In fall 2011, he signed up for an exercise course at his community college. In the class he learned his BMI (body mass index), recorded what he ate and how much he ran, and learned how to work out the right way. With that, the weight kept coming off. Pound by pound, he conquered the wall, and every obstacle after that -- from the kinds of food he ate, to switching to healthier choices, making time for working out and making it a part of his schedule, and finding a goal to work toward.
What was that goal? That is where his second starting line appeared.
Shelby ran his first 5K in February 2015. After that, he was hooked, and the Savage Race became his next obstacle. In fall 2015, he conquered his first obstacle course race. These are grueling; facing each obstacle, mile after mile, is not only a physical challenge, but a mental one.
“When you first start running the race,” Shelby said, “the adrenaline pushes you, but by the end your body is totally worn out, so you have to have pure strong will to push through it.”
Through his weight-loss experience, Shelby’s determination to never quit, never give up had been tested and strengthened. This gave him the mental toughness to conquer the Savage Race.
At that starting line, Shelby said he was “nervous, unknowing of what I faced ahead.” At the end, however, “I felt pure triumph and pride,” he said, eyes lighting with pride. “I conquered something.”
Shelby has gone on to run a Spartan Race and a Tough Mudder, two other challenging races.
He’s also got another finish line in his sights. He’ll graduate in May with a Bachelor of Science in biology, with a minor in chemistry, from Texas A&M-San Antonio.
As he talked about the races he has completed since he began his weight-loss journey, his mother’s eyes welled up. Choked with emotion, she stared at her son, overcome by his accomplishments and his story, even though she lived it every day with him.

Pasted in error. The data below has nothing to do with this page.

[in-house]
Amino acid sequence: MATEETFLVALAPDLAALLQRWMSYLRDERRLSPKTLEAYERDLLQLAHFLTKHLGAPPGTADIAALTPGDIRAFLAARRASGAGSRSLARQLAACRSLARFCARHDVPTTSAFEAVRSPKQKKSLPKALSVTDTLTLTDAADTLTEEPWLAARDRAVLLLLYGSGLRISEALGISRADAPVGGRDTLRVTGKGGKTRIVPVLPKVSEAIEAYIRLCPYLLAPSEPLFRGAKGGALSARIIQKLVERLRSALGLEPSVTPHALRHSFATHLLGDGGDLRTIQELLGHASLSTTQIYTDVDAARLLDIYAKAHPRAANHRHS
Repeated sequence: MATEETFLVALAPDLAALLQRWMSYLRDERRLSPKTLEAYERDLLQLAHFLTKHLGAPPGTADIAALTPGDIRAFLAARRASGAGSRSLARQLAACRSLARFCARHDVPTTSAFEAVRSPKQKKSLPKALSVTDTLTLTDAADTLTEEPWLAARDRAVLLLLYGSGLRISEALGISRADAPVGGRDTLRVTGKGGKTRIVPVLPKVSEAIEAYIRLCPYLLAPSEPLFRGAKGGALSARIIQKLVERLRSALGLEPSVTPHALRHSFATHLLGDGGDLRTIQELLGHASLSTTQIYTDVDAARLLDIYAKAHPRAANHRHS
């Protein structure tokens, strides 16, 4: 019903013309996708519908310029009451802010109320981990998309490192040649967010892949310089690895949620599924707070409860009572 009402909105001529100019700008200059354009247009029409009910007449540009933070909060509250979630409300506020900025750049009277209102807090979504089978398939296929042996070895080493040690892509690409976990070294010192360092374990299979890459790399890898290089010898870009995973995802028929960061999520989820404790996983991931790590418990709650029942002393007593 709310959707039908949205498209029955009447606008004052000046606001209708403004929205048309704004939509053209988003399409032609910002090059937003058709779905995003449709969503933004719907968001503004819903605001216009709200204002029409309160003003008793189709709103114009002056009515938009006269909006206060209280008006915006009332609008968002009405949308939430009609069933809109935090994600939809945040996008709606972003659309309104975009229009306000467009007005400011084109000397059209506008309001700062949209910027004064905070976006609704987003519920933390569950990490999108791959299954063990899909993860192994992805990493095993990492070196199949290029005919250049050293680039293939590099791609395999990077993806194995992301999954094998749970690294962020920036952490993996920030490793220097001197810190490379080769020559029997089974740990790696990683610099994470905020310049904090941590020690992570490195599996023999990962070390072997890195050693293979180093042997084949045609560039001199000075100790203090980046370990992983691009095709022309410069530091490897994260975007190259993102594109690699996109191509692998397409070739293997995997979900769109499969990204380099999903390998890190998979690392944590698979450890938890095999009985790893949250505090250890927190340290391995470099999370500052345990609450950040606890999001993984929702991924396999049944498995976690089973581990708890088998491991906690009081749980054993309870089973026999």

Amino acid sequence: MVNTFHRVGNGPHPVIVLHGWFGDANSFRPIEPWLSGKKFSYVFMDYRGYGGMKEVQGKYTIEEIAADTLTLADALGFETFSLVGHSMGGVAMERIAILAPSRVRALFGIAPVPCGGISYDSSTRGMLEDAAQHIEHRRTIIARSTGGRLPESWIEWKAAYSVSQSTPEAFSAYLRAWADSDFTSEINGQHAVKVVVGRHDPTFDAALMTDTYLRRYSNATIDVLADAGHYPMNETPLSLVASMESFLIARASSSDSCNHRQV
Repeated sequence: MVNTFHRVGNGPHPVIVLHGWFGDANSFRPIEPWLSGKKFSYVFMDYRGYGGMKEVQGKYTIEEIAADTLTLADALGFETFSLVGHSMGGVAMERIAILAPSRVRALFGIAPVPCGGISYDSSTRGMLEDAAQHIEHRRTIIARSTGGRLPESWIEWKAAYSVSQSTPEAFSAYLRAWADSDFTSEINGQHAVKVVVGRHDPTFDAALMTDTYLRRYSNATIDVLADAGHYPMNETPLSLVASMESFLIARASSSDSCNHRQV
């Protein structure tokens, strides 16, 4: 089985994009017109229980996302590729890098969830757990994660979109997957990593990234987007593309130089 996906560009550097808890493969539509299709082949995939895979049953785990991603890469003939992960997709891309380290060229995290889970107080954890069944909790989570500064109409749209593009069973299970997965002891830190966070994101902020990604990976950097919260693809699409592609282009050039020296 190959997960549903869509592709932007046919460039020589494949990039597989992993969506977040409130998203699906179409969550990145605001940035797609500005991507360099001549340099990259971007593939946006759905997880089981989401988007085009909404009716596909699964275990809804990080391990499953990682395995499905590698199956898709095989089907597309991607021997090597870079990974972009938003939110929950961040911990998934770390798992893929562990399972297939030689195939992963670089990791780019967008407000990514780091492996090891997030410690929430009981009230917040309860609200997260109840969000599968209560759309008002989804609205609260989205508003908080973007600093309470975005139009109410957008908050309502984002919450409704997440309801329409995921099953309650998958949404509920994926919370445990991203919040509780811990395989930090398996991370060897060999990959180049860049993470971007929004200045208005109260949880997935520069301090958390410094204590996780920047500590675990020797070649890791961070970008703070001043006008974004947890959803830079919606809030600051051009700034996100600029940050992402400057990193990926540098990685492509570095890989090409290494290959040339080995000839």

Shelby’s weight-loss journey and obstacle races have brought him to some new knowledge.
“I work out, lifting weights and such,” he said. “I run, and I eat healthy by controlling my portion sizes and eating foods that benefit my body as a whole. Staying healthy and fit should be fun, not dreaded.”
He runs in the La Vernia City Park, and plays football and basketball with friends to stay active and have fun.
Shelby, a partner at the La Vernia H-E-B, is training for his second Spartan Race, scheduled for May. It takes effort, and an undying drive to succeed.
After all, it takes time. It’s not a sprint.
Valerie Wood is a Texas Lutheran University marketing major. She’s minoring in public relations and social entrepreneurship.
The Savage Race is one of many obstacle course races trending in the United States in the last four years. Numbers show that 4.9 million people participated in these races; that number is expected to rise in coming years, as reported by “Obstacle Race World: The State of the Mud Run Business.” According to Running USA, in the last five years, the number of finishers of obstacle races has increased by almost 40-fold.
The thrill-seeking millennial generation, a big part of the race demographics, has discovered a way to stay fit and fill its adrenaline desire.
There are 12 Savage Race events set for 2017, including one in Houston in October. Each has various local hazards and conditions, from swamps to woods and significant elevation changes. Some award cash prizes. Visit savagerace.com for more.